Five and a half years after Hurricane Harvey, I see people investing and building in areas near floodplains that will soon expand. I call this the “danger zone” because it’s not quite clear yet what their flood risk is or how to mitigate it.
I came across one such property last week on Townsen Blvd. in Humble, east of US59. The owners bought it 3.5 months after Harvey.
The USGS National Map shows the elevation of the site to be a little more than 63 feet. But the nearby gage at the West Fork and US59 exceeded that in 1994 (66.7 feet) and 2017 (69.6 feet).
Post-Flood Fear Can Drive Down Prices
After a flood, fear can drive down land prices near rivers and streams. Bargain hunters may then step in and snap up property. That may be what happened in this case.
As I drove past this area on 3/5/23, I saw a new commercial structure going up next to some mostly empty condos and took several pictures.
Harris County Appraisal District (HCAD) estimates that the new commercial structure will be a 28,000 SF building, though a company blog post claims 35,722 SF. It will be owned by a limited liability company, managed by a Kingwood-based couple. They also own the Humble Sign Company on a second, adjoining parcel to the west.
That currently has a smaller 20,000 SF building with a “for sale” sign in front. So it appears that the company has outgrown its current space. That’s not surprising. Their website shows that they do excellent work.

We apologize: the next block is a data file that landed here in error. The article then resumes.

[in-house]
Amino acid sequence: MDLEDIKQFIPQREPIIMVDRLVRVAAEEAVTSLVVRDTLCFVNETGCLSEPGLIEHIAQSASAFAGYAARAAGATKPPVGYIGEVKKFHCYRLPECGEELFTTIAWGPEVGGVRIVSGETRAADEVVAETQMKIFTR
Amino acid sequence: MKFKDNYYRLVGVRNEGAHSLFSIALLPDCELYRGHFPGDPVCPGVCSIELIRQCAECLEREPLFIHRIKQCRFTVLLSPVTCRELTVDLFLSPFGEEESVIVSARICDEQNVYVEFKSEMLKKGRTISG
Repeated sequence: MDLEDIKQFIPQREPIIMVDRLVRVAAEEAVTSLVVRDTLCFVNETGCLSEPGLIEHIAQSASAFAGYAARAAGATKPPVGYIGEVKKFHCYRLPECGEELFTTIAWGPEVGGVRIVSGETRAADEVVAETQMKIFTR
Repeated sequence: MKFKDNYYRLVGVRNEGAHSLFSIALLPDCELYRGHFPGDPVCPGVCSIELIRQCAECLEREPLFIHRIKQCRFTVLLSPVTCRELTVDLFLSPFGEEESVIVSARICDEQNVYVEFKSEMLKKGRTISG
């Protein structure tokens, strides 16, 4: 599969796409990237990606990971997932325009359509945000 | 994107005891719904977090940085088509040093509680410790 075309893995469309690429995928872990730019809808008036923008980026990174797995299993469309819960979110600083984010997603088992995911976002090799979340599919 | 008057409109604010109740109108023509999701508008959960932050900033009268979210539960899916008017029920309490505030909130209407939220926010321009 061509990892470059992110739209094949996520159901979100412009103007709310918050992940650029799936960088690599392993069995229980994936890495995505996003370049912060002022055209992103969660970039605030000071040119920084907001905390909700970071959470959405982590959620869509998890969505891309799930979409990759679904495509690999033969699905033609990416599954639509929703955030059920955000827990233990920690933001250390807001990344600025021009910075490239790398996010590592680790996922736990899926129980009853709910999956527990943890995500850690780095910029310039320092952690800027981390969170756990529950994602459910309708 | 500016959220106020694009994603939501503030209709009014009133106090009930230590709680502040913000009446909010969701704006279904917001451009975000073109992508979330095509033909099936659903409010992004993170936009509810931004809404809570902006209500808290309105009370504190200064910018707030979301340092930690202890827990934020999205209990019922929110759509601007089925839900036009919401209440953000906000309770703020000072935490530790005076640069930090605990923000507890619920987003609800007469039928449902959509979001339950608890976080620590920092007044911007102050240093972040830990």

The company hopes to be in its new space by mid 2023.
Property Bought Within Months After Harvey
The same couple bought both parcels of land in mid-December 2017, according to appraisal district records. And within a year after that, Google Earth shows that they had built the Humble Sign building.
God bless small-business people. They provide almost half of all the jobs in America.
It takes guts to bet your life savings when you start a small business. So who can blame entrepreneurs trying to save some money on land?
Humble Sign is elevating the new building slightly. (Note the fill in the construction photo above.) That’s good news. It should give them a small margin of extra safety.
Building Next to the Danger Zone
Still, building next to a floodplain that will soon expand is risky business. FEMA developed that map above in response to Tropical Storm Allison in 2001 and made it official in 2006. But Harvey triggered another update that will expand floodplains significantly.
FEMA has said that the new 100-year floodplain will expand into the old 500-year floodplain in most places throughout the Houston region. Not only were our rainfall assumptions off after Allison, rampant new development continues unabated and often unmitigated upstream.
So let’s pray the owners added enough fill.
Posted by Bob Rehak on 3/12/23
2021 Days since Hurricane Harvey
The thoughts expressed in this post represent opinions on matters of public concern and safety. They are protected by the First Amendment of the US Constitution and the Anti-SLAPP Statute of the Great State of Texas.